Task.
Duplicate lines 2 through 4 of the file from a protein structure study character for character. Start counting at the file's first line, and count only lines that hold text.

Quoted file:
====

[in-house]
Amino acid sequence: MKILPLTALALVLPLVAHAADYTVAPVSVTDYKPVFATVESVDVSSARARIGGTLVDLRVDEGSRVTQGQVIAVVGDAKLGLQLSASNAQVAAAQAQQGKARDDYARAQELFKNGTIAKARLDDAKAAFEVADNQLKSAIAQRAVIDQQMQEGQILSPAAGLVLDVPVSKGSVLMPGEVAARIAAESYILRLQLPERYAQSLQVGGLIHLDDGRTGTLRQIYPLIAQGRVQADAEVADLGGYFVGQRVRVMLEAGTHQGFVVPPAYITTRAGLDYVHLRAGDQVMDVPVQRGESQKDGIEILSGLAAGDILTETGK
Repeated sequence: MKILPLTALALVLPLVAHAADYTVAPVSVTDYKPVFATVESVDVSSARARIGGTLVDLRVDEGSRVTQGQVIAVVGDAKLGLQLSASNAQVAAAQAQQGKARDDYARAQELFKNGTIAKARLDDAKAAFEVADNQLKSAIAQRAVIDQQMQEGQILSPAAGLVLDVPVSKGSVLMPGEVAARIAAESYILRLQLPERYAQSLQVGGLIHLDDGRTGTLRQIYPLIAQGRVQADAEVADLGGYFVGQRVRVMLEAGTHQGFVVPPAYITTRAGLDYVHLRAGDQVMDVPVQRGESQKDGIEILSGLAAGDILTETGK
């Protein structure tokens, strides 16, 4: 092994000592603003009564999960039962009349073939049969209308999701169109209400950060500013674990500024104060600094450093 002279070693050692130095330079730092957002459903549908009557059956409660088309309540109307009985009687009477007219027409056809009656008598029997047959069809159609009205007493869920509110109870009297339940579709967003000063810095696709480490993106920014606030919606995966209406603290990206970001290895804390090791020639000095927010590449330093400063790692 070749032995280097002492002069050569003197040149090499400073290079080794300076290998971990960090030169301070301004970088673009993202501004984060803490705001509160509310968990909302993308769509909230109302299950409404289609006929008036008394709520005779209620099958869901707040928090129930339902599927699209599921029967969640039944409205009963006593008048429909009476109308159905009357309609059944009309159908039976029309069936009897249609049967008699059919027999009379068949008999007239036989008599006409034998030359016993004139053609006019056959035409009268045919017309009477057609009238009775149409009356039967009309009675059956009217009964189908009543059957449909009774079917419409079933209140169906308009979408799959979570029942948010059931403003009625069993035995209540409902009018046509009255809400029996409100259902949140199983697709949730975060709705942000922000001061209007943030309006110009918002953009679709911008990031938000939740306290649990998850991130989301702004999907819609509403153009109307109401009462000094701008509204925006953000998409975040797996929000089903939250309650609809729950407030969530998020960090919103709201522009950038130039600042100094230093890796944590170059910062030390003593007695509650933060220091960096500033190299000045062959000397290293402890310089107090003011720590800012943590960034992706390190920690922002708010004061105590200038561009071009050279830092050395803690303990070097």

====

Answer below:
Amino acid sequence: MKILPLTALALVLPLVAHAADYTVAPVSVTDYKPVFATVESVDVSSARARIGGTLVDLRVDEGSRVTQGQVIAVVGDAKLGLQLSASNAQVAAAQAQQGKARDDYARAQELFKNGTIAKARLDDAKAAFEVADNQLKSAIAQRAVIDQQMQEGQILSPAAGLVLDVPVSKGSVLMPGEVAARIAAESYILRLQLPERYAQSLQVGGLIHLDDGRTGTLRQIYPLIAQGRVQADAEVADLGGYFVGQRVRVMLEAGTHQGFVVPPAYITTRAGLDYVHLRAGDQVMDVPVQRGESQKDGIEILSGLAAGDILTETGK
Repeated sequence: MKILPLTALALVLPLVAHAADYTVAPVSVTDYKPVFATVESVDVSSARARIGGTLVDLRVDEGSRVTQGQVIAVVGDAKLGLQLSASNAQVAAAQAQQGKARDDYARAQELFKNGTIAKARLDDAKAAFEVADNQLKSAIAQRAVIDQQMQEGQILSPAAGLVLDVPVSKGSVLMPGEVAARIAAESYILRLQLPERYAQSLQVGGLIHLDDGRTGTLRQIYPLIAQGRVQADAEVADLGGYFVGQRVRVMLEAGTHQGFVVPPAYITTRAGLDYVHLRAGDQVMDVPVQRGESQKDGIEILSGLAAGDILTETGK
């Protein structure tokens, strides 16, 4: 092994000592603003009564999960039962009349073939049969209308999701169109209400950060500013674990500024104060600094450093 002279070693050692130095330079730092957002459903549908009557059956409660088309309540109307009985009687009477007219027409056809009656008598029997047959069809159609009205007493869920509110109870009297339940579709967003000063810095696709480490993106920014606030919606995966209406603290990206970001290895804390090791020639000095927010590449330093400063790692 070749032995280097002492002069050569003197040149090499400073290079080794300076290998971990960090030169301070301004970088673009993202501004984060803490705001509160509310968990909302993308769509909230109302299950409404289609006929008036008394709520005779209620099958869901707040928090129930339902599927699209599921029967969640039944409205009963006593008048429909009476109308159905009357309609059944009309159908039976029309069936009897249609049967008699059919027999009379068949008999007239036989008599006409034998030359016993004139053609006019056959035409009268045919017309009477057609009238009775149409009356039967009309009675059956009217009964189908009543059957449909009774079917419409079933209140169906308009979408799959979570029942948010059931403003009625069993035995209540409902009018046509009255809400029996409100259902949140199983697709949730975060709705942000922000001061209007943030309006110009918002953009679709911008990031938000939740306290649990998850991130989301702004999907819609509403153009109307109401009462000094701008509204925006953000998409975040797996929000089903939250309650609809729950407030969530998020960090919103709201522009950038130039600042100094230093890796944590170059910062030390003593007695509650933060220091960096500033190299000045062959000397290293402890310089107090003011720590800012943590960034992706390190920690922002708010004061105590200038561009071009050279830092050395803690303990070097």